Meeting Alumni Along the Trail

-Rob & Noushin of Vega, along with Luisa & Gates of Pixán
Gates and Luisa had heard of someone who had successfully produced dried coffee cáscara in northern Nicaragua, near the border with Honduras. It took some resolve to hit the road after the exhausting Retreat, but we were determined to check out the potential source.

Heading north from Managua, we first stopped in Estelí to pay a visit to Rob Terenzi and Noushin Ketabi of Vega Coffee, 2014 Agora Accelerator Alumni. Just last year the Vega team was also facing the unknown. They had a mission to help coffee farmers earn a fair living, but did not yet have any revenues. Vega cuts out the many middlemen in the coffee value chain by selling “Farmer Roasted Coffee”, enabling farmers to garner the profits they deserve. Vega has built a roasting and processing center in the heart of Nicaragua coffee country that is run by the farmers themselves. Vega empowers farmers with the tools and trainings to roast and package their own beans. The final product is then shipped by Vega directly to customers.

As Vega had successfully raised capital through the Agora Accelerator, hearing their story was just the sort of reassurance Luisa & Gates needed to renew their confidence. The animated exchange between the two couples was heartwarming, and I got the feeling that things were heading in the right direction.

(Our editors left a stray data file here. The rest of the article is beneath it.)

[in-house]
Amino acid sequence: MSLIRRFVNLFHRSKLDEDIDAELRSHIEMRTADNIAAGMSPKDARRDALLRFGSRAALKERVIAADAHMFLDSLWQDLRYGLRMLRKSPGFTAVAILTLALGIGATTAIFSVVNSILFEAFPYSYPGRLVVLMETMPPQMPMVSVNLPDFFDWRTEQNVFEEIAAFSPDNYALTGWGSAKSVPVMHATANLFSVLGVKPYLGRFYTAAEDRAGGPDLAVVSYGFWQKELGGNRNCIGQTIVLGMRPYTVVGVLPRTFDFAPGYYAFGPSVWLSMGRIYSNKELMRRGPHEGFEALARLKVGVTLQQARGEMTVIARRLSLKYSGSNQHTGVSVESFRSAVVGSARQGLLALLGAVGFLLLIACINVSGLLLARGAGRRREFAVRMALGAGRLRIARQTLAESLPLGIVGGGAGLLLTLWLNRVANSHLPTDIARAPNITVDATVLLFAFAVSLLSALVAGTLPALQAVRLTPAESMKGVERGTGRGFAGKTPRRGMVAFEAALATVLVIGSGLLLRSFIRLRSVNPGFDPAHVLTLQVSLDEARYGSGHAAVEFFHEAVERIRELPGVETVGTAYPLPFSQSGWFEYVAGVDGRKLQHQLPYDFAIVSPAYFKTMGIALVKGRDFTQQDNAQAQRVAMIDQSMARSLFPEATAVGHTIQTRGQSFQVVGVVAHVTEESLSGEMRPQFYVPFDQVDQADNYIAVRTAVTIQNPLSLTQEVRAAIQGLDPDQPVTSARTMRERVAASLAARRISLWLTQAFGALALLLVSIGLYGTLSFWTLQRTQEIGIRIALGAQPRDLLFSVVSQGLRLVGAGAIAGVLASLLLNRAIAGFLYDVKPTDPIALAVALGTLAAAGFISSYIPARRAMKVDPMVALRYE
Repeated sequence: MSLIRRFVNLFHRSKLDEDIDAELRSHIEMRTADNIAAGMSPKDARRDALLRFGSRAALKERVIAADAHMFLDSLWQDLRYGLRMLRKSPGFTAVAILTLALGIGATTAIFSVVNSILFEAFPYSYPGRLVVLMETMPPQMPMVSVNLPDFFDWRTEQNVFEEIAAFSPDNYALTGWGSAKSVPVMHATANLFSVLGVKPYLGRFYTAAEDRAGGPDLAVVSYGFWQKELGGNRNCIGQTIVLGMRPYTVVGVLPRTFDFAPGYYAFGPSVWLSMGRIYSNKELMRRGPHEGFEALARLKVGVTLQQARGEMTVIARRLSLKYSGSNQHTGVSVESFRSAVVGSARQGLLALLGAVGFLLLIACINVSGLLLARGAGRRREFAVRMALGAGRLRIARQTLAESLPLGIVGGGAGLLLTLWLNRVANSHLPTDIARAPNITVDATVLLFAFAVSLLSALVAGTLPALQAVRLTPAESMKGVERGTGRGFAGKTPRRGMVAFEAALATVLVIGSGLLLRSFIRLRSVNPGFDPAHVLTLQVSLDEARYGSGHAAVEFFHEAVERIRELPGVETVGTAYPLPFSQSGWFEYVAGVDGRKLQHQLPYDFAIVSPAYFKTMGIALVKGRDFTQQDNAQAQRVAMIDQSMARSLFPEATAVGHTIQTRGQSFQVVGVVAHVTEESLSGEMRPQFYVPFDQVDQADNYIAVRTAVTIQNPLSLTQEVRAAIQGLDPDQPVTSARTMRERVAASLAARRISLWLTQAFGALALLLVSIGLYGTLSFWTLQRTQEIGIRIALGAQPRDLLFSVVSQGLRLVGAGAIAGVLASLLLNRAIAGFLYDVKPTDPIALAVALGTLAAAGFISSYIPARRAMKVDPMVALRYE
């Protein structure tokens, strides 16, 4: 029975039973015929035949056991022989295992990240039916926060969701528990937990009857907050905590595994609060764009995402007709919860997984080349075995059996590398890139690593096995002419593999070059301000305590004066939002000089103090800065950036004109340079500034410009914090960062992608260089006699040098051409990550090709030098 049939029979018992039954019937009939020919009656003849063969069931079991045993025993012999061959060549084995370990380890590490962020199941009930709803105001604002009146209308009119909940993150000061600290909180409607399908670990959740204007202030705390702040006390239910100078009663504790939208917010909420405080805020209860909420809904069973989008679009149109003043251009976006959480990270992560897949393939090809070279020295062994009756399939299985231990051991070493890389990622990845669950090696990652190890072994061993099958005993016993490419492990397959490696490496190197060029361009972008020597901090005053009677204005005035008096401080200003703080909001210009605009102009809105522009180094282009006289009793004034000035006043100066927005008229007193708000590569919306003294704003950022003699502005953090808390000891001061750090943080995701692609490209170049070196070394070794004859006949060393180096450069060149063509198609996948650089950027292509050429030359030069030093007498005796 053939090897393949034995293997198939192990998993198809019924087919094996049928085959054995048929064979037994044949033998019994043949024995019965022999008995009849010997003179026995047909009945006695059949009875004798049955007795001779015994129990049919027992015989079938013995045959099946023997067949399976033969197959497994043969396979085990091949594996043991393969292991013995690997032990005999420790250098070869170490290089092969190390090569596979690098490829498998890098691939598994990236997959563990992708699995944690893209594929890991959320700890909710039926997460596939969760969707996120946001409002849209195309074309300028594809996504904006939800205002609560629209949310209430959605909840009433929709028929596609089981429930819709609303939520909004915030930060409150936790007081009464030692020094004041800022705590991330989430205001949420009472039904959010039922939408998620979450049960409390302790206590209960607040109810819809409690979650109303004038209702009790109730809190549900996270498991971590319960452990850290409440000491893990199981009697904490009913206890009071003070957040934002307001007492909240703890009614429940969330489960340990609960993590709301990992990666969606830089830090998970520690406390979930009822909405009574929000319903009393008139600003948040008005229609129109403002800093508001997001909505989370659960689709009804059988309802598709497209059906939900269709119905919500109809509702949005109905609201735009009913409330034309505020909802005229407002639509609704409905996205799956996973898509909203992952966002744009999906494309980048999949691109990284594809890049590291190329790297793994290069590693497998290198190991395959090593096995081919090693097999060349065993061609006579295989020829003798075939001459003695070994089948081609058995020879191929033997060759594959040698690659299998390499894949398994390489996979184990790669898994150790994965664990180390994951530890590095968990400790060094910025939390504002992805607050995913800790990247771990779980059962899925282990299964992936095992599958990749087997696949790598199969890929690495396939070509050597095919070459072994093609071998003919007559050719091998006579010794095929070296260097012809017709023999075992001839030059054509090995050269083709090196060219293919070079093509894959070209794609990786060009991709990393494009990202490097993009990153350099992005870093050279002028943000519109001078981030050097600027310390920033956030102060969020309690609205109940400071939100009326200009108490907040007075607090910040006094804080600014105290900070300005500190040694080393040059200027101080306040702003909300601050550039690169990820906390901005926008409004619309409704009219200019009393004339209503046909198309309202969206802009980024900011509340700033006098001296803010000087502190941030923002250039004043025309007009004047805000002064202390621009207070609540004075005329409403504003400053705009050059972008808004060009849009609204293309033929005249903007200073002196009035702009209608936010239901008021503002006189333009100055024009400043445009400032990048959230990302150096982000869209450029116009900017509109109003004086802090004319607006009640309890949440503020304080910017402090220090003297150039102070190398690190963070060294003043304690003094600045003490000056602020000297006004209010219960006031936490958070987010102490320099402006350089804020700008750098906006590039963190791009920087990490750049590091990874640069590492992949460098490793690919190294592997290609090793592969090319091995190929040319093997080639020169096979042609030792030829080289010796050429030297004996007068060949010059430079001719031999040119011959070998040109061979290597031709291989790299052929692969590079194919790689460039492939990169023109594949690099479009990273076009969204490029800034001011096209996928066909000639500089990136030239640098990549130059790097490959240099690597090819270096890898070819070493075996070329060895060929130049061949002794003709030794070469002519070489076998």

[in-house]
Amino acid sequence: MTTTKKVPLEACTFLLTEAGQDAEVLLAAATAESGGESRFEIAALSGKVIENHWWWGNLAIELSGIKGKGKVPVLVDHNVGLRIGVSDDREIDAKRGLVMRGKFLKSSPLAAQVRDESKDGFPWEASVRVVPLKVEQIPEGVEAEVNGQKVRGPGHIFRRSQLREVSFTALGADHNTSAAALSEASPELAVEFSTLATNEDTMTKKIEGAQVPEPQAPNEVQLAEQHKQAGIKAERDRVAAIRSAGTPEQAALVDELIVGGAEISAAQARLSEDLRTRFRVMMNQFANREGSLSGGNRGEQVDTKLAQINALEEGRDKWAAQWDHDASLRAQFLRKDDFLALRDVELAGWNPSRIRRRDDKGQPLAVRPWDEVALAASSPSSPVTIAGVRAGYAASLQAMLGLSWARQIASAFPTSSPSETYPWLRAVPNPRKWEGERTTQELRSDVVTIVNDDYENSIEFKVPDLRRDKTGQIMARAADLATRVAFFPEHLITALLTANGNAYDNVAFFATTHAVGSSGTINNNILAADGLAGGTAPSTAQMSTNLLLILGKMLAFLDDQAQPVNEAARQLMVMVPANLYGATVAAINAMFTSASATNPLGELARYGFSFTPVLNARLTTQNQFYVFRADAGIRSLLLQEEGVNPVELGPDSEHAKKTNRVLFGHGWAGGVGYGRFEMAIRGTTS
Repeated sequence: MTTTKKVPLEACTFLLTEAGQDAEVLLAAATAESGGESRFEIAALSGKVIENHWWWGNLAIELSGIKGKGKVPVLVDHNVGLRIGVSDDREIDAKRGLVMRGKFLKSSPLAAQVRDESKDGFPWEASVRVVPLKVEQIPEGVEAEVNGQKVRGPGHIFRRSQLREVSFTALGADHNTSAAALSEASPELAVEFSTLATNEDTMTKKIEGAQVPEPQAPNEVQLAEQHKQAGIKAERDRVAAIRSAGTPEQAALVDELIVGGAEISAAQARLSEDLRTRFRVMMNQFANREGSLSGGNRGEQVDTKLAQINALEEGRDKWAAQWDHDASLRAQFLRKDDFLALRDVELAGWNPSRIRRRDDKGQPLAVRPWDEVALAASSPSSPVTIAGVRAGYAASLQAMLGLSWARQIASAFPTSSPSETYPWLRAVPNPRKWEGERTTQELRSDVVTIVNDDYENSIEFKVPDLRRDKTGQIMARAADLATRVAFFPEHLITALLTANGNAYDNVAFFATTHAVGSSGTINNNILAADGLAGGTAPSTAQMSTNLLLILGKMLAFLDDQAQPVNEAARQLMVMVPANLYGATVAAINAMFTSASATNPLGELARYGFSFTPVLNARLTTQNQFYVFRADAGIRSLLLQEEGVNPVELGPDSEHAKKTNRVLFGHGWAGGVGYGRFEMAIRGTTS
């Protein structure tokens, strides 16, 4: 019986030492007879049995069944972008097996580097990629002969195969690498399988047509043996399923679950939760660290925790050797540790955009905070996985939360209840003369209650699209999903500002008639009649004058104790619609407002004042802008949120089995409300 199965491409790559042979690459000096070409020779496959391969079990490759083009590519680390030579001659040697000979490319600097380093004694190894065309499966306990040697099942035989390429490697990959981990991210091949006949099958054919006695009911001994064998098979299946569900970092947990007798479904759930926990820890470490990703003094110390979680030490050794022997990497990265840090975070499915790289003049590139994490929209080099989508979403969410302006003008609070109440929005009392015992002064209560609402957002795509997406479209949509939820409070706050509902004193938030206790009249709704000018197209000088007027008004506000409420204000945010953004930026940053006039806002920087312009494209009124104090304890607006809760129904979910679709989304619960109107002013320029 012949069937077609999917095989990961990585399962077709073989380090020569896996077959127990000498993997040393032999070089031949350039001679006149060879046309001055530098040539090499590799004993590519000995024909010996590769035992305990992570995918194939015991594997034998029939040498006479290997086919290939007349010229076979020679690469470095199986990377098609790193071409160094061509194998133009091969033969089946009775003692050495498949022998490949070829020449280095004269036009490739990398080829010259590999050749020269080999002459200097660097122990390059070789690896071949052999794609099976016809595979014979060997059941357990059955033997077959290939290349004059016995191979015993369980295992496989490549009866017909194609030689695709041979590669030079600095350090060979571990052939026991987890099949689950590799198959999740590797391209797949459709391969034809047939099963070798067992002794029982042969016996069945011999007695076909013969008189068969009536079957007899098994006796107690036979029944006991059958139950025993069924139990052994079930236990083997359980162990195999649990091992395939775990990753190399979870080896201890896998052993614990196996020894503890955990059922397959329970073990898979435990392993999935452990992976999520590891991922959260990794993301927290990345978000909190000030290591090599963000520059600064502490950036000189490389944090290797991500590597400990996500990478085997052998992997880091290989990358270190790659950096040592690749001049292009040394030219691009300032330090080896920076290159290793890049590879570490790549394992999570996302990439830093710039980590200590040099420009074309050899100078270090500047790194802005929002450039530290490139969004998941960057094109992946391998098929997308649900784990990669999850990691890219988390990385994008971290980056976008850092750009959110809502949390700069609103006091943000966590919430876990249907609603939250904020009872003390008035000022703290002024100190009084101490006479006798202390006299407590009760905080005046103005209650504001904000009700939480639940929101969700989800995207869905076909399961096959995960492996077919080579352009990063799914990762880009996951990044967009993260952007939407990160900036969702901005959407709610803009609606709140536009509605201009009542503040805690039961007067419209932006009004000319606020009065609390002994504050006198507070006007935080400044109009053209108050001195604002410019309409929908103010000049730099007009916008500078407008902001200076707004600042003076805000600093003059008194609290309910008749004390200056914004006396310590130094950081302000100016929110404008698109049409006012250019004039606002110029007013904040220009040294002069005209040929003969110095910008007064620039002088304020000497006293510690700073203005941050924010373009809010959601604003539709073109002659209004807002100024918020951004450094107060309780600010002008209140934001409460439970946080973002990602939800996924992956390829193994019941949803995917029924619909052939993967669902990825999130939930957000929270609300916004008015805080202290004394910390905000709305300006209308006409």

Reaching the Quarry

Continuing further north the next morning, we arrived at the Beneficio Santa Lucila. We were greeted by Rina Paguaga of Café Vidita, a company that grows and processes coffee from the surrounding highlands. A few years ago, Rina had caught wind of specialty coffee purveyors who occasionally served cáscara tea, somewhat as a novelty.  As a result, Café Vidita recently began producing a limited supply of coffee cáscara for export.

-Rina of Cafe Vidita with Gates & Luisa-

An accredited coffee taster, Rina set up a proper cupping for us to evaluate the three vintages of cáscara that she had, two saved from previous years. We spent hours discussing the details of growing and processing good coffee, and I learned a lot about the precision and selectivity involved. It is difficult to obtain the best beans and sustain supply in a cutthroat global market. Characteristics of the coffee plants and growing season factors also affect the taste of tea made from coffee cáscara, adding another layer of complexity.

Rina shared a great deal of advice, and helped the Pixán team flag potential improvements in their plans to find coffee cáscara suppliers. Luisa and Gates hope to work with Rina in the future to extend the cáscara-processing competency to coffee farmers in other parts of Latin America.

Meeting the Patriarch of Nicaraguan Coffee

After lunch we paid a visit to Rina’s father, Jose Rene Paguaga, a 90-year-old gentleman who is a noble figure in the Nicaraguan coffee industry. Still ebullient, he shared stories of how he built a coffee empire, lost it all, and built it back up again from almost nothing. We began to appreciate the strong-willed people behind Nicaragua’s proud coffee tradition and marveled at its recent ascension towards the top of international coffee rankings.